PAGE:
5 secrets to running long distances, by obese Hongkonger turned ultrarunner
Andre Blumberg only began exercising in 2010 – and now he’s the city’s ‘Grandaddy of Ultras’, having just become eighth person in world to complete 1,000km feat. He tells us about his training
In 2009, Andre Blumberg was partying at the legendary Spanish nightclub Space Ibiza, getting jiggy with his 100kg-plus physique and overindulging in food and alcohol.
Almost exactly seven years later, on May 28 this year, a much trimmer Blumberg crossed the finish line of Germany’s longest non-stop running race, the 320km WiBoLT Ultra from Wiesbaden to Bonn.
Impressively, he finished in third place with a time just over 67 hours. More amazingly, it was his fourth race of more than 200km in seven weeks, the four races making up the 1,008km Millennium Quest. He’s one of only eight people to have completed the Quest.
But even more unbelievable is that 45-year-old Blumberg hadn’t even run 10 metres a few years ago, much less heard of the sport of ultrarunning. In January 2010, soon after turning 40, he started exercising for the first time in his life, riding on a stationary bike for 10 minutes.
His rides got progressively longer and, along with an overhauled diet (including zero alcohol), he lost 32kg within six months. Then, Blumberg started running – further and further still.
His ultra endurance achievements have earned him the unofficial title among Hong Kong’s running community as the “Granddaddy of Ultras”. In 2013, he ran four of the US’ toughest 160km trail races in 10 weeks, officially known as the Grand Slam of Ultrarunning.
Other major achievements: 20th in the 2014 Tahoe 200-miler (320km) in California in 80 hours 56 minutes; finishing the 217km Badwater in California’s Death Valley in 2014 in 41 hours and six minutes; and founding the Hong Kong Four Trails Ultra Challenge, which involves running all four of the city’s long distance trails (298km in total) in a maximum of 60 hours.
“I wouldn’t consider myself fit by any means,” says the German native, who has lived in Hong Kong for 13 years. “I just really feel the races of 100 miles and longer is where my sweet spot is and what I enjoy. The longer the race is the better I tend to fare.”
Here, he shares some of his insights on the long run.
“Over the years and learning from many ultras, I have come to rely on certain kit,” Blumberg says. These include: wearing two pairs of socks to prevent blisters (Drymax socks worn over Injinji toe socks); applying anti-chafing cream (Gurney Goo from New Zealand); a strong and reliable headlamp (Lupine Lighting from Germany); and a good pair of trail shoes that suit his wide feet (Hoka Bondi B, Altra Lone Peak, Altra Olympus and Inov-8 Race Ultra 290).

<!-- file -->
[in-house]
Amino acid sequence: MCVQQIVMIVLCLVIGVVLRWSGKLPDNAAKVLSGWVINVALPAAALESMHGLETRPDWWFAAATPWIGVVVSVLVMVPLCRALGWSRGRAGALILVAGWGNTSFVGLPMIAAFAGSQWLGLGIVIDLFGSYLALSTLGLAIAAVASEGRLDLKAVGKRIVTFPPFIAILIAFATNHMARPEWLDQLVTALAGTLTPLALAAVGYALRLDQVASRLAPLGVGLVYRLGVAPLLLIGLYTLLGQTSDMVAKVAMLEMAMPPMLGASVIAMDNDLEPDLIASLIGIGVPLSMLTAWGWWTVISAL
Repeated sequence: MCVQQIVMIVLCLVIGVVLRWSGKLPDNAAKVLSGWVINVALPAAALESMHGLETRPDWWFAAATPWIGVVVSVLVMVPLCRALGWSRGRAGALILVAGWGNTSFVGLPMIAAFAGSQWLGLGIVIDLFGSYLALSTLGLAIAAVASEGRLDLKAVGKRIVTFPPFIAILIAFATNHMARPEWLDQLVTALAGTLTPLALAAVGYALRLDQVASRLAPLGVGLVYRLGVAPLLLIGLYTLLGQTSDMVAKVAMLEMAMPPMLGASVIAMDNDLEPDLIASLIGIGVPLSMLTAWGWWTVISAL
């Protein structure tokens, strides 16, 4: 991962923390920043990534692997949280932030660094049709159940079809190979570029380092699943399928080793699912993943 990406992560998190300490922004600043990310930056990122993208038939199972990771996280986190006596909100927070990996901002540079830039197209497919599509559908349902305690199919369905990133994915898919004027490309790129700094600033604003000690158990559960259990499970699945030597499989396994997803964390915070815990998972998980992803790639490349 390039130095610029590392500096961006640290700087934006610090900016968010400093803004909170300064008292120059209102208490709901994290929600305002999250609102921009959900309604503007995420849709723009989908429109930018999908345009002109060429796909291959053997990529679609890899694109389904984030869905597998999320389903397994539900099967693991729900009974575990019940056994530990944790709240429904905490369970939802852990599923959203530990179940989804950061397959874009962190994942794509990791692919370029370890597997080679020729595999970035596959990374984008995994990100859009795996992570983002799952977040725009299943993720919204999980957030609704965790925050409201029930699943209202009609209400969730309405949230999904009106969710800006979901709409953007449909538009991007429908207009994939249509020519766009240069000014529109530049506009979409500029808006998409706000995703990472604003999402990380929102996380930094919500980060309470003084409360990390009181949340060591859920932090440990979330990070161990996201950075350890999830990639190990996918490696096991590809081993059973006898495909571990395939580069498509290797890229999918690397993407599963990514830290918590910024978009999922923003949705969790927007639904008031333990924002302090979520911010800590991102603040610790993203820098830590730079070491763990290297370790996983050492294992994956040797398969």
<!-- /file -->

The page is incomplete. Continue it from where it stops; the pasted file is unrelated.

During the race, he consumes mostly liquids, usually energy drink powder mixed with water. As the race wears on he likes soups and – a combination discovered on the Quest – pasta with alcohol-free wheat beer.
Recovery, especially sleep, is key
Getting between seven and nine hours of sleep every night makes a huge difference in recovery, Blumberg says. He also ices his ankles, uses a foam roller and does active recovery (low-intensity exercise like brisk walking rather than complete rest) to keep the blood flowing. Eating fresh and healthy food – Blumberg likes salad – and hydrating well can make a big difference in recovery speed as well. He also takes an amino acid supplement (both during the race and after) to aid recovery.
A strong mind is much more important than a strong body
Blumberg’s training sessions vary from hilly runs to quick sprints to slow long hikes. But with an average distance of only about 80km a week, including two weeks of 160km each, it doesn’t seem like enough training for a run of over 200km.
“It just goes to show that fitness is one aspect but not the most important one over long distances,” he says. “The mental factor is important, as well as having patience and having to manage the different aspects of the race – nutrition, hydration, logistics.”
In fact, Blumberg says he went into the Quest “undercooked” and gave himself only a 30 per cent chance of completing the challenge. His results have pleasantly surprised him.